Here are the results from the New York Times:
Democrats: Sanders 60.0%, Clinton 38.4%
Republicans: Trump 35.1%, Kasich 15.9%, Cruz 11.6%, Bush 11.1%, Rubio 10.6%
A much longer article in the NY Times analyzes the reasons for the outcomes and reports the reactions of various people including campaign staff. I pick a few snippets that seem informative.
The success by two outsider candidates dealt a remarkable rebuke to the political establishment, and all but guaranteed protracted, bruising races for each party’s presidential nomination.
The win for Mr. Sanders amounted to a powerful and painful rejection of Hillary Clinton, who has a deep history with New Hampshire voters and offered policy ideas that seemed to reflect the flinty, moderate politics of the state. But Mr. Sanders, who has proposed an emphatically liberal agenda to raise taxes and impose regulations on Wall Street, drew support from a wide cross-section of voters, even edging her out among women, boosted by his appeal among the young.
Mr. Kasich’s surprise second-place finish was driven by voters who described themselves as moderates and independents and were charmed by his pragmatism and his upbeat campaign.
Hopes dashed for Marco the Rubiot
But as striking as Mr. Kasich’s surge may have been, the fall of Senator Marco Rubio of Florida may have been more significant. Mr. Rubio initially appeared to be capitalizing on his strong finish in Iowa, rising in the polls here, but a disastrous debate performance on Saturday halted his momentum.
For the Democrats, Mr. Sanders’s popularity with liberals, young people, and some women and working-class white men has underscored potential vulnerabilities for Mrs. Clinton in the nominating contests ahead. She is now under enormous pressure to prove that her message can inspire and rally voters.
Clinton advisers gritted their teeth Tuesday night as they dissected exit polls and other data to try to fathom the depth of Mrs. Clinton’s political vulnerabilities. One troubling sign: Mr. Sanders was the choice, nearly unanimously, among voters who said it was most important to have a candidate who is “honest and trustworthy.”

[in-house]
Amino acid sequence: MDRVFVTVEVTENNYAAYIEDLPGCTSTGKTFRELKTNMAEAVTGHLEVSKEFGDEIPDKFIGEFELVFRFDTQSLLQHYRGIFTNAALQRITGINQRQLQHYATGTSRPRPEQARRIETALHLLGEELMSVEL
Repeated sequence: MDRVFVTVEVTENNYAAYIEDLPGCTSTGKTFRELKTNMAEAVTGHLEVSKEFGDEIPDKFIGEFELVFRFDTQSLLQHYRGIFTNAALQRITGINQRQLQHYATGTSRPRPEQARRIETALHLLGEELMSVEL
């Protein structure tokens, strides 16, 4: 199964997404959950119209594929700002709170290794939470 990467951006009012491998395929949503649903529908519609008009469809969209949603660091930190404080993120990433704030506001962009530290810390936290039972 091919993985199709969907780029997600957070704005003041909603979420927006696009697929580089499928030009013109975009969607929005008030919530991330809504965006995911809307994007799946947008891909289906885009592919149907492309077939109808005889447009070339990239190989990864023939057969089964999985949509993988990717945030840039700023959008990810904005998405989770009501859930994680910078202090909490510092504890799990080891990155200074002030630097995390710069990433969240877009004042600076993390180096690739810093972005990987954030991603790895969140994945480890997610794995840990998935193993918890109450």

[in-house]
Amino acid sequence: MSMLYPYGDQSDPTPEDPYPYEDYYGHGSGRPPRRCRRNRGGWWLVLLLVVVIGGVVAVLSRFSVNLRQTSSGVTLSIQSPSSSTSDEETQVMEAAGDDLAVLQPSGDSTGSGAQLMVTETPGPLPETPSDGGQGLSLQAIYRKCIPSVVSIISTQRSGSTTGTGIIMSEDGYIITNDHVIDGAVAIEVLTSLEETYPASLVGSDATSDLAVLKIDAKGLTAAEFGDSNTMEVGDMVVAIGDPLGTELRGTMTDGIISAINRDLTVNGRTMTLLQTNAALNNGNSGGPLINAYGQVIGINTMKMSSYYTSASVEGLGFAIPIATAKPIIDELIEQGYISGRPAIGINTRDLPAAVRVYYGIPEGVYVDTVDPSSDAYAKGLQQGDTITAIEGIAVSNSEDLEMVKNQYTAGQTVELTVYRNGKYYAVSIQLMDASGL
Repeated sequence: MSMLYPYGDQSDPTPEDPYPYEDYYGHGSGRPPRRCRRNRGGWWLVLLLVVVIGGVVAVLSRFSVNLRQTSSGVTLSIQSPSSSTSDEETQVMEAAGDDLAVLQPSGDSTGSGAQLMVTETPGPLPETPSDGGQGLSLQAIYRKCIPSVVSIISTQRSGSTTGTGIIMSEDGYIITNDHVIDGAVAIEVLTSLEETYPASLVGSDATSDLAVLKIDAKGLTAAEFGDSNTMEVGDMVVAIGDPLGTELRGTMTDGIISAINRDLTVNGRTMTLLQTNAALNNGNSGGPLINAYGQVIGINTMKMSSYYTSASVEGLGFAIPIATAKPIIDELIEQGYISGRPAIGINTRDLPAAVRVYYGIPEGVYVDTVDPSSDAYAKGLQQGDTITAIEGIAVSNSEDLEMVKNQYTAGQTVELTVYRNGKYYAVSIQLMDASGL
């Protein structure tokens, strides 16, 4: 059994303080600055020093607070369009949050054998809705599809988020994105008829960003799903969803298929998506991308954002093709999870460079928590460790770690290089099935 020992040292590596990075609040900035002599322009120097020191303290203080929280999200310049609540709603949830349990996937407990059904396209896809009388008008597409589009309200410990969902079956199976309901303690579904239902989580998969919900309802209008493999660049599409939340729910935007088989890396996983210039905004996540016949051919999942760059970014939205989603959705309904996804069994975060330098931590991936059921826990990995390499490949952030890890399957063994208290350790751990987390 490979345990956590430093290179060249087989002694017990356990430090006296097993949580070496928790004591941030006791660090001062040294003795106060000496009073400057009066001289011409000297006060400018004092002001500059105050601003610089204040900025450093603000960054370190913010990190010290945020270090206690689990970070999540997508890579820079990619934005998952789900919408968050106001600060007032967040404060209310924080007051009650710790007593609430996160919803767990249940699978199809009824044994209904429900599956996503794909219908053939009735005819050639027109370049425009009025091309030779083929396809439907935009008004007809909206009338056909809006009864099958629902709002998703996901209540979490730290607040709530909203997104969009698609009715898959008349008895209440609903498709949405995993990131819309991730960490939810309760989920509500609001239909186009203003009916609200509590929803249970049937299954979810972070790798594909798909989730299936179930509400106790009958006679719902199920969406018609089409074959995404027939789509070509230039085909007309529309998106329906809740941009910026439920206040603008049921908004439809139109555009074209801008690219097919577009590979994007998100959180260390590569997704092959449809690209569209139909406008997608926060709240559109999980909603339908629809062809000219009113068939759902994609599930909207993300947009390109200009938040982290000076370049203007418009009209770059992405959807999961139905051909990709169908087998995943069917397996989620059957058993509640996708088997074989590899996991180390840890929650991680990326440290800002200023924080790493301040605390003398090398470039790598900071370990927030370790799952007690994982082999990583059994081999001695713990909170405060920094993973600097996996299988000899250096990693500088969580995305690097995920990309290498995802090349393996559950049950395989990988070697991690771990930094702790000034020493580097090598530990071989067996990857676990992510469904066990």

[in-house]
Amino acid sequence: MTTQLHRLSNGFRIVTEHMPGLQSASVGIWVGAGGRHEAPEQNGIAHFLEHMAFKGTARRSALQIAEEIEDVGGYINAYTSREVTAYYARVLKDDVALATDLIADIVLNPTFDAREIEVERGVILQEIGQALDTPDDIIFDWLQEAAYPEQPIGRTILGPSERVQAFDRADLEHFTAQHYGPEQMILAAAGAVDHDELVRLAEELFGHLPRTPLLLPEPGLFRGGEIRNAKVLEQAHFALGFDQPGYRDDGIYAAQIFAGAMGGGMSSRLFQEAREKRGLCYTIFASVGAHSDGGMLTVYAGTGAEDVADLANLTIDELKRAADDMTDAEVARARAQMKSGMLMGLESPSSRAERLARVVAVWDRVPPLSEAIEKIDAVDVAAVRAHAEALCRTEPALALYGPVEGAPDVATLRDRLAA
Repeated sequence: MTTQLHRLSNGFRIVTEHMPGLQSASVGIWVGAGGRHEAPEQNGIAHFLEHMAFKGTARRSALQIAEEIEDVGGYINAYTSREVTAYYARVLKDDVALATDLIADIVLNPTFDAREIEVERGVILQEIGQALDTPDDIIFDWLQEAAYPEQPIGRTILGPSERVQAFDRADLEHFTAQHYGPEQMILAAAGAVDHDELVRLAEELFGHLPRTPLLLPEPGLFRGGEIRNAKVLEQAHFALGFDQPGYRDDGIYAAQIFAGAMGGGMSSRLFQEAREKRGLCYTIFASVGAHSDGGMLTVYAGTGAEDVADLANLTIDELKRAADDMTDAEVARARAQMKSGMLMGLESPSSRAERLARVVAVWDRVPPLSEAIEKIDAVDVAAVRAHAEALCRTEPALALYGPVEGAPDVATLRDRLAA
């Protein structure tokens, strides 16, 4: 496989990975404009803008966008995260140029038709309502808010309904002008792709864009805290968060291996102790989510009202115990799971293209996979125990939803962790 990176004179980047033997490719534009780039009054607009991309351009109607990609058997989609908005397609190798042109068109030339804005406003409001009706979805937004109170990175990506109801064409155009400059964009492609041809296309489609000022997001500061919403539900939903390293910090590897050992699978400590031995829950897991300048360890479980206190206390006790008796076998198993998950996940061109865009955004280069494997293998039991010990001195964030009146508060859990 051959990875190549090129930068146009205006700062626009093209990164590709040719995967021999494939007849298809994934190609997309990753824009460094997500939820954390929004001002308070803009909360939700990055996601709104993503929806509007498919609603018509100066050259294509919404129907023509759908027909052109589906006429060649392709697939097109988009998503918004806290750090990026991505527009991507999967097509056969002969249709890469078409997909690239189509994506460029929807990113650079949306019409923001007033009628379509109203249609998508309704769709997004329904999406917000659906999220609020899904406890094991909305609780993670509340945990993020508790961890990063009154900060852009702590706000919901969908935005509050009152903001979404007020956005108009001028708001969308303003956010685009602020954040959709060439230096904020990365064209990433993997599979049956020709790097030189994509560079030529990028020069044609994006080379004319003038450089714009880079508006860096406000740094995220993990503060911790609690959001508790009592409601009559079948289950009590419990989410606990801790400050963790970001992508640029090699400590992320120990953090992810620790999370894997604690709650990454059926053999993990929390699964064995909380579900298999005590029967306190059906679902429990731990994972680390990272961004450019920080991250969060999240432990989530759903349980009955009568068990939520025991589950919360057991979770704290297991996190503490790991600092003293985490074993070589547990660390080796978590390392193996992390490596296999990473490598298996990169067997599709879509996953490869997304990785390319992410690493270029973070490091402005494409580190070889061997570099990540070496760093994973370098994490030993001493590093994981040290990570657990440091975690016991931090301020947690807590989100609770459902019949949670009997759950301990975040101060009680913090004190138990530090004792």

Mrs. Clinton ... has always come across as a pragmatist more than a dreamer, and she rarely intones a vision of America that is broadly inspiring.
“That lack of idealism is what allowed Obama to beat her, and it’s giving Bernie room to grow,” said Dan Payne, a Democratic strategist in Boston who supports Mrs. Clinton.
But this maybe the most telling problem for the Clinton campaign: Sanders won the women's vote. Frank Bruni (NY Times op-ed) speaks to that vote.
... she lost to Sanders among all women by at least seven percentage points, according to exit polling, and among women under 30 by more than 60 points.
Clinton’s gender indeed matters. Just as you couldn’t properly evaluate Obama’s arc without factoring in race, you can’t see her accurately without recognizing that she’s a woman of her time, with all the attendant obstacles, hurts, compromises and tenacity.
That informs — and, ideally, illuminates — her perspective. And her presidency would carry a powerful, constructive symbolism that can’t and shouldn’t be ignored.
But those are considerations among many, many others in taking her measure and in casting a vote. To focus only or primarily on them is more reductive than respectful, and to tell women in particular what kind of politics they should practice is the antithesis of feminism, which advocates independence and choices.
Scriber's interpretation: values won over gender.
And before anyone nags on me about gender, know that I remain a devotee of Elizabeth Warren who is in the quadrant "woman" and "progressive values". From commondreams.org, here's one more on the gender issue.